This rare chest, from Spanish Colonial Mexico, is made with indigenous tropical species such as cedar and possibly rosewood, and is inlaid in geometric, Mudejar-influenced, designs with etched bone tiles, wood and tortoiseshell using Moorish techniques and styles adopted in Mexico from the 16th century. The veneers are laid over and inset into a wood substrate. Bone was used as a less costly substitute to mimic the ivory inlays found in items imported from India and elsewhere in Asia. (Mudejar patterns from northern Africa were in use in Spain from the 13th to the 16th centuries.)
It has six drawers and retains the original brass key plates. Brass carrying handles on each side of the box also are original. The face of the upper middle drawer is inset beneath an arch, giving it an architectural quality.
The wealthier families in colonial Spanish America wanted to legitimise their place in the imperial by system ‘proving’ or at least hinting at noble linage and by demonstrating the purity of their blood (limpieza de sangre) – which typically meant demonstrating that they had no Jewish or Moorish ancestry. One means of doing this was by commissioning artworks in a Spanish style to show their wealth and their taste. Items of furniture, silver and textiles were commissioned from local craftsmen, so whilst items were in a ‘Spanish’ style they nonetheless stylistically evolved along a colonial tangent.
Many of the artisans were based in Puebla, a city in east-central Mexico, southeast of Mexico City. By the 17th century, the city was a melting pot of ideas and influences due to migration and commercial travel. Puebla buildings were strongly influenced by European Baroque architecture too. Another possible centre for the manufacture of furniture items such as the chest here is Campeche.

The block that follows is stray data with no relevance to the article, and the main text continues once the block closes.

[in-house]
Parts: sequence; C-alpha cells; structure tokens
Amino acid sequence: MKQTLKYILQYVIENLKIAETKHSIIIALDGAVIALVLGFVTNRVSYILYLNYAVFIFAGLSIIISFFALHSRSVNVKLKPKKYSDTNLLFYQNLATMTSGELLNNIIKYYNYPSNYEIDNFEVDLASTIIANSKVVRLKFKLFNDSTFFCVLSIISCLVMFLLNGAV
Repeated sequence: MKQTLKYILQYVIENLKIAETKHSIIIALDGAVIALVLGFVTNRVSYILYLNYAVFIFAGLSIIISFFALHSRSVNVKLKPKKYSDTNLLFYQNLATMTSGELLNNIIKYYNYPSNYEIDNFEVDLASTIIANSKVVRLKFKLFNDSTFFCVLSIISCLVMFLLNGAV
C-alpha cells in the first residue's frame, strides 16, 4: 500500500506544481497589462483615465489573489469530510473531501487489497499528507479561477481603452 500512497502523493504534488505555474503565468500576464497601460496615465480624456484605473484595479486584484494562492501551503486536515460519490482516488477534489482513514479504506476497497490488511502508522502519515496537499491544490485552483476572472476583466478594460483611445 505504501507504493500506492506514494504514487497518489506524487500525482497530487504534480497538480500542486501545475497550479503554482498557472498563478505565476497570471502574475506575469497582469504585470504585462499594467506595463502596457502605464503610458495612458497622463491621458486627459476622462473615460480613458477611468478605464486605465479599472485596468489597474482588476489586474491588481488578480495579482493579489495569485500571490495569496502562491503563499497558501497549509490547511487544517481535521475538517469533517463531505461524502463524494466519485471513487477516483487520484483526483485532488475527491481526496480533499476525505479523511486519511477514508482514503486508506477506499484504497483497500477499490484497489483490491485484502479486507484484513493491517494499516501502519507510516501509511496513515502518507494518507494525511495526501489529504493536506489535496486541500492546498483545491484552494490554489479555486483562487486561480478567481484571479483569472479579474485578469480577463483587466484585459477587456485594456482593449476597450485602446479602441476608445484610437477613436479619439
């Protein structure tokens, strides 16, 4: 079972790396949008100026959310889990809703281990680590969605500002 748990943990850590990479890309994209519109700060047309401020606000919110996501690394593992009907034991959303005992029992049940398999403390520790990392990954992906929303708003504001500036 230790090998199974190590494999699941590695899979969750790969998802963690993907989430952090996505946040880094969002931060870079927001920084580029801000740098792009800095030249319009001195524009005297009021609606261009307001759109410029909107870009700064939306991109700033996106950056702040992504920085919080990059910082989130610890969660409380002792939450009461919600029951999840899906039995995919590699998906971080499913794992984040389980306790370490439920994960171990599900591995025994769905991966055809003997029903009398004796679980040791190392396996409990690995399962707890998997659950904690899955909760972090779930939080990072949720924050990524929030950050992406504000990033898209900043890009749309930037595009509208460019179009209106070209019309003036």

See Díaz Cayeros (2021, fig. 6) for a related example in the Museo Nacional de Artes Decorativas, Madrid, which is attributed to ‘probably’ Campeche, and which is in a similar condition.
The chest here seems to be earlier than most extant examples of similar furniture. Several factors point to this: the simple shape, the fact that it was never fitted with metal corner fittings, and the principal ribs and columns to the front being overlaid with bone. The simplicity of style suggests that the chest had not yet been influenced by the early Baroque.
The chest here is in its original condition and is without any restoration. Some panels are missing and lifted. The reverse retains elements of an early paper label for Wilsons of Swansea (in Wales). This is likely to be a storage firm. The label probably dates to the first part of the 20th century indicating that the chest has been in the United Kingdom since at least then.
Díaz Cayeros, P., ‘Mobiliario Novohispano con diseños geométricos: maderas, carey y hueso’ (‘New Spanish furniture with geometrical designs: woods, tortoiseshell and bone’), in Res Mobilis, Vol. 10, No. 13, 2021.
Gillespie, H., ‘Pattern Research Project: Emblems of Colonialism – Mudejar Bookcase’, Pattern Research Project, Virginia Commonwealth University, 2020.
Rishel, J.J. & S. Stratton-Pruitt, The Arts in Latin America 1492-1820, Yale University Press, 2006.